“I have students grade their own work, self-assess on reading, listening, and writing assessments, and self-reflect on their performance.”
One of the biggest changes I’ve made in recent years to cut down on my work outside of class has been to provide as much feedback as possible on assessments in class. I have students grade their own work, self-assess on reading, listening, and writing assessments, and self-reflect on their performance.
Because I have a classroom environment built on encouraging student success, they don’t feel the need to cheat or lie on these self-assessments. This makes it so much easier for me to go through them, and it allows me to spend my precious prep time on making creative and engaging lessons.
Margarita Pérez García
“I do Story-Listening using graded readers instead of fairy tales, so I don’t have to look for stories to tell…”
1 – I learned to use the Story-Listening approach well and to apply Comprehension Aiding Supplementation all the time so that I can stay in the language consistently when teaching.
2 – I do Story-Listening using graded readers instead of fairy tales, so I don’t have to look for stories to tell and I have a consistent pool of language and a story that goes on from lesson to lesson and keeps students engaged.
3 – My students and I engage in Guided Self Selected Reading (GSSR) in the first 10/15 minutes of every lesson. My library features books from diverse authors, but makes a special place for authors who write stories of their land in their own language. I love this insider outlook into their own culture.
“Give a copy of the template to your students and have them design an activity!”
Use Google Docs or Google Slides to create templates of activities you do frequently in class. Then create a copy of the template to create a new activity. Think outside of the box: Give a copy of the template to your students and have them design an activity!
“I’ve been using vocabulary review games as quick warm-ups for my classes.”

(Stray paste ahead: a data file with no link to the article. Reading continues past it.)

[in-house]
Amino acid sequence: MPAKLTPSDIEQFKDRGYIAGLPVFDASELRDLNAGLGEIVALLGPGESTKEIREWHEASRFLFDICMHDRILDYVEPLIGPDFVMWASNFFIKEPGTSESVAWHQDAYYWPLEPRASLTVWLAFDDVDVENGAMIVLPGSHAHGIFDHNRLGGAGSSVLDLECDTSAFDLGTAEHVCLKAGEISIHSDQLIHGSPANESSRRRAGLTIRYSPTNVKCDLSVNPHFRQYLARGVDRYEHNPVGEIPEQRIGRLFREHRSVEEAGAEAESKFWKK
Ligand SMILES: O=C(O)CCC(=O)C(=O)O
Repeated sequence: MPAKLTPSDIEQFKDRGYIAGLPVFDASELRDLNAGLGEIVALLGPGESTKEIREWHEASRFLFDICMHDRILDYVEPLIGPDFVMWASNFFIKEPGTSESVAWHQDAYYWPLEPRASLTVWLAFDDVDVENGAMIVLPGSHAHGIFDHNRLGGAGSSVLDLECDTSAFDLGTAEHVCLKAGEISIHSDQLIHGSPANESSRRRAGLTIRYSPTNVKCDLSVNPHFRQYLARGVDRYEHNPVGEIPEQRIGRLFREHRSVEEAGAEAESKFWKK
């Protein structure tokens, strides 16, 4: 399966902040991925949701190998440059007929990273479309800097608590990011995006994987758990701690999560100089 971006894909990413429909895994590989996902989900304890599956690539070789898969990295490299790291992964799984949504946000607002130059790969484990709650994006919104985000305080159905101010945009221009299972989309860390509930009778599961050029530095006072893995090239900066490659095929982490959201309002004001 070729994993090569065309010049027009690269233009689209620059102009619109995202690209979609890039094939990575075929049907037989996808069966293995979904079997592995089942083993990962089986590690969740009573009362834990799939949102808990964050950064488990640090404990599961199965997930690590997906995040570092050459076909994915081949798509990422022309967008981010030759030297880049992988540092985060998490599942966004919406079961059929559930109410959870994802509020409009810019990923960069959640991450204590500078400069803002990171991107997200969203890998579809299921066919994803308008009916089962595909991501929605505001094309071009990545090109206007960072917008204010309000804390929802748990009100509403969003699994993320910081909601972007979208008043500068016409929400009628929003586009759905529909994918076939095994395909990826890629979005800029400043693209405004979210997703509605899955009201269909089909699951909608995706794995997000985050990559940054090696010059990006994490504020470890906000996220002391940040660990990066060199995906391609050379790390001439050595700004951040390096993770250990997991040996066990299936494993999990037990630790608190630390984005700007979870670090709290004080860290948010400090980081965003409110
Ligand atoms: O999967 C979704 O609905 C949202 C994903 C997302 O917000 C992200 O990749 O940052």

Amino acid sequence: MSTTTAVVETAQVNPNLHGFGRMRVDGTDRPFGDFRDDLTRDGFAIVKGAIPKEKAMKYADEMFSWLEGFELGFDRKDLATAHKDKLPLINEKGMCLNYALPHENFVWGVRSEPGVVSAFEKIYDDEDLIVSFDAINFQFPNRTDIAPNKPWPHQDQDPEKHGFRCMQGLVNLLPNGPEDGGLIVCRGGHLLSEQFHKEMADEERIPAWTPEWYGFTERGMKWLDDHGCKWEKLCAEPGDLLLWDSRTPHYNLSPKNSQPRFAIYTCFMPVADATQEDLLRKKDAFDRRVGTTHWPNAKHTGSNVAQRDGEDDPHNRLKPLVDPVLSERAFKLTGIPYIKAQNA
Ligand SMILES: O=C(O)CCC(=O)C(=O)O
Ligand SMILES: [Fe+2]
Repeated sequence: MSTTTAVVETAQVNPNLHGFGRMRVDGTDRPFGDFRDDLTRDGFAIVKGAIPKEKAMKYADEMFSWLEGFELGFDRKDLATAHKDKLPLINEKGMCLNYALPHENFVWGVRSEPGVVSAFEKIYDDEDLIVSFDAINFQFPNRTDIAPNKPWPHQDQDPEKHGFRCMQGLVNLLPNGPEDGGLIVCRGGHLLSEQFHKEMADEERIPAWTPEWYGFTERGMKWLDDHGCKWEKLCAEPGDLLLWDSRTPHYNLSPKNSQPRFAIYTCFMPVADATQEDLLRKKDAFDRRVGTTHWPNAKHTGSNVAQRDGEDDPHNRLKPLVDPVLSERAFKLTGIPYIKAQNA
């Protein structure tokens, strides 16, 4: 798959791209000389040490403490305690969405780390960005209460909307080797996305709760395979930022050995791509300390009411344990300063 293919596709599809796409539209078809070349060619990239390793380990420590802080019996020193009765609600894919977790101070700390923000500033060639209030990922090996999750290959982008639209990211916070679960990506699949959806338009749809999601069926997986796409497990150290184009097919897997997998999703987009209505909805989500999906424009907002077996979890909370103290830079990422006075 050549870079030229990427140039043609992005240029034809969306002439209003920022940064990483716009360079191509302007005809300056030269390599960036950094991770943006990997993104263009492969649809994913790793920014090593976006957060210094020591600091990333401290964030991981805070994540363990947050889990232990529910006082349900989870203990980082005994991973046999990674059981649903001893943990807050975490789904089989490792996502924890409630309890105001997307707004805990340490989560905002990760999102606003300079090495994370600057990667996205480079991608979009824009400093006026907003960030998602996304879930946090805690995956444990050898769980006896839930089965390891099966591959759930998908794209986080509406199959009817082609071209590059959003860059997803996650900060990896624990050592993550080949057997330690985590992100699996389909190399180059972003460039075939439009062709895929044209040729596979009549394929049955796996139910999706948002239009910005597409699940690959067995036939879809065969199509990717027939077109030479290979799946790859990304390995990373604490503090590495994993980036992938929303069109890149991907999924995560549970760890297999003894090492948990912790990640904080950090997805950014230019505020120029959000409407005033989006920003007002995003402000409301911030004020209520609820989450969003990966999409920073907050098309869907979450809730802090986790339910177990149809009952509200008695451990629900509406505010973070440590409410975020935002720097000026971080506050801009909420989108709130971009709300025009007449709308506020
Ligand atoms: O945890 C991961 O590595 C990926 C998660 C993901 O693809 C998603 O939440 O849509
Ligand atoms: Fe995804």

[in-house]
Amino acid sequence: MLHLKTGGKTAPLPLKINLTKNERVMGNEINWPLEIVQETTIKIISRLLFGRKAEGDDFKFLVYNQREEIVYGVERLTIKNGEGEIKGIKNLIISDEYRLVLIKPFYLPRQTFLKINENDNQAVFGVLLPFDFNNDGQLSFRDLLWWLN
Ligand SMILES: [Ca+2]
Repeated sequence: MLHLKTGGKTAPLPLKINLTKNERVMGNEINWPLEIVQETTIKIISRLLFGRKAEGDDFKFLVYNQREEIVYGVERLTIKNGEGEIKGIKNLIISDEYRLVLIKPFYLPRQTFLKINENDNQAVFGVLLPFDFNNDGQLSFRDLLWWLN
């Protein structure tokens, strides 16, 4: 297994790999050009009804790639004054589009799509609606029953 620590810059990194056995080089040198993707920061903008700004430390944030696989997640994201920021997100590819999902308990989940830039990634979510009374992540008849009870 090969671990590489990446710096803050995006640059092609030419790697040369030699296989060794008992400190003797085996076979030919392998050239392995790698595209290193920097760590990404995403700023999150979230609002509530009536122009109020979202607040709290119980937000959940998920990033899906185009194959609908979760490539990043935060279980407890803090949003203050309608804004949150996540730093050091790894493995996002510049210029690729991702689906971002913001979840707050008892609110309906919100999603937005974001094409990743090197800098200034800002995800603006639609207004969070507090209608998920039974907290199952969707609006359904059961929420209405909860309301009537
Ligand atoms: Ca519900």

I’ve been using vocabulary review games as quick warm-ups for my classes. With Gimkit, Kahoot, Quizlet Live and Blooket, these activities are quick to create and easy to use. Students ease into engaging with the target language.
“I have a weekly routine to start the class that helps me with planning….”
I have a weekly routine to start the class that helps me with planning: Monday we watch a news clip, Tuesday and Thursday we do choice reading, Wednesday we do a writing prompt and Friday we dance or sing. With a little tweaking I can use the same materials across all levels and from year to year, so the first 5-10 minutes of my classes are planned.
“Using novels as the center of your teaching.”
Using novels as the center of your teaching.
“Making the shift to proficiency-based instruction and assessment has really shifted my lesson planning mindset!”
My gradebook is now broken down by mode of communication. This helps me to be more purposeful with not only my lessons but also my assessments. No more 4-page conjugation quizzes!
As a Spanish school teacher, you are always on the go. Swimming in a sea of schedules and tasks that keep coming at you. Sometimes it is nice to take a break and do something fun for the sake of relaxation. I don’t know about you, but I think sometimes it is virtually impossible to relax knowing that there are still things that need to be done before the next day arrives. So, I hope this amazing group of speakers provided you with some inspiration.
Check out more articles about Teaching Spanish.